I have gotten dressed up, teetered around a party in too-high heels and written a check to help improve the lives of those who are less fortunate. I also have put on old jeans and a baseball cap, rolled paint and hung blinds.
And I will tell you which one is better. Hands down, it’s hands-on. Los Angeles designer Mark Brunetz and I think alike.
“Designers get a little weary of always dealing with the luxury market,” he told me recently, “but that’s the nature of the business.”
He was referring to clients whose biggest problems are whether they want granite or marble, leather or suede, 5- or 6-inch moldings. Meanwhile, others are worrying about where they will sleep: bed or sidewalk?
To help offset that, Brunetz is championing Design for a Difference, a national contest for professional and amateur designers who want to make over spaces that serve those in need.
“There’s a legitimate perception that design is for the affluent,” said Brunetz, whom many know as the former TV host of Style Network’s “Clean House.” “But I have always been a big fan of designing for the masses.”
The winner of this year’s Design for a Difference will get $25,000 to invest in the project, as well as a team of volunteers, including Brunetz, to get the job done. International Design Guild, an alliance of floor covering companies with 100 showrooms in North America, puts up the money.
The first renovation last year went to Transitions for Women, a center in Spokane, Wash., that helps low-income and homeless women and their children.
Several regional winners received smaller sums, which helped them make over a food pantry in Indiana, a human rights center for refugees in Utah, and a therapeutic horseback riding center for at-risk youths in Kansas.
As I watched a video of the Transitions project, I recalled a few years ago when I walked into a woman’s shelter in Denver that was filled to capacity with a wait list. The staff was doing the important work of giving abused women and their children shelter, food, protection, and a way out. However, the decor, sadly, was worn out and beaten down.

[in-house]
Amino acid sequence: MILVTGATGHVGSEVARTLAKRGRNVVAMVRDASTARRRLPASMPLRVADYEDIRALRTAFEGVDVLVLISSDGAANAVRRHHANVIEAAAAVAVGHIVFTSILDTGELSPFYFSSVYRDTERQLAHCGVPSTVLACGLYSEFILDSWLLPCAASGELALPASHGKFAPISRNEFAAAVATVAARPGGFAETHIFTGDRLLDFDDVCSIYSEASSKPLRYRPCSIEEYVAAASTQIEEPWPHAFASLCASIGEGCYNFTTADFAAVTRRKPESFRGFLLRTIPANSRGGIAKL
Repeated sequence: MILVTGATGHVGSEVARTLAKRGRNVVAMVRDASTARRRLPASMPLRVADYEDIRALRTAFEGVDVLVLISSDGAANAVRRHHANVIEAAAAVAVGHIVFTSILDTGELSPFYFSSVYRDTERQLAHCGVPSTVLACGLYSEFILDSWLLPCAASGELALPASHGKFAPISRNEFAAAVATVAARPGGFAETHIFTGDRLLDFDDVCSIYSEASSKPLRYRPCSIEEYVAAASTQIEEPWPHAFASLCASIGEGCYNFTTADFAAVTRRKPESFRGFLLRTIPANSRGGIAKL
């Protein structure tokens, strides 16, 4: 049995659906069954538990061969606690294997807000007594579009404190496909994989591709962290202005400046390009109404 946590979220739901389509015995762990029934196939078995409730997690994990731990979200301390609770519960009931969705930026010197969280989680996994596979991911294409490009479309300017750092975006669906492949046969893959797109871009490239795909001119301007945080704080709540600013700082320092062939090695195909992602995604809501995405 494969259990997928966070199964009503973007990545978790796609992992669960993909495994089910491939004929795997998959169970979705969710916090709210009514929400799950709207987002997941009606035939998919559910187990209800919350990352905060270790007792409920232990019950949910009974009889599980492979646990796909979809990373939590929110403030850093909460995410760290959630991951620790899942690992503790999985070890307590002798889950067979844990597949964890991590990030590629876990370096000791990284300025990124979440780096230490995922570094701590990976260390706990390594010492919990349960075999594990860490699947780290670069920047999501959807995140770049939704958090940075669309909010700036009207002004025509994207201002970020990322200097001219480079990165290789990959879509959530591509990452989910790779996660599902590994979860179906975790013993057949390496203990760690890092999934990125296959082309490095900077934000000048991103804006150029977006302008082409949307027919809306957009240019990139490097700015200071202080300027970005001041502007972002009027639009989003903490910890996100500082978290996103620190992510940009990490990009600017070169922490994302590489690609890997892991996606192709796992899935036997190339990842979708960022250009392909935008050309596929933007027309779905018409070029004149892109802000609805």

Brunetz has reminded me of what I – and we all – can do: We can better serve the underserved by improving the spaces that heal them.
“Improving your exterior space improves your interior space,” he said.
You don’t have to be a designer to make someone else’s space more uplifting. Here are some ways you, too, can make a design difference:
• Enter the contest ( http://bit.ly/1bji94G). Design for a Difference is accepting entries through June 1. To enter, propose a community service center in your area that could use a facelift. Winners will be announced Aug. 1.
• Be part of a project. Many churches have missions that build homes or schools for families in need. Habitat for Humanity builds houses in many cities across the country and welcomes volunteer labor. If one of this year’s five winners of the Design for a Difference contest is in your town, offer to pitch in.
• Donate items. When you give your unused or unwanted household items to a yard sale or to Habitat, they can have a new purposeful life. Put in the right hands (designers or those who have an eye and a knack) they can make a huge difference, said Brunetz.
• Start small. Just because you can’t make over an entire room, don’t get overwhelmed and walk away. Spend an afternoon repainting an accent wall, add a bright area rug, create a computer station, set up a small reading library or rearrange the space to make it more functional and inviting.
• Spread the word. When you find an opportunity to make a place better, let others know. Making the world more beautiful for those in need is even more rewarding – and a lot more fun – when you work with a team.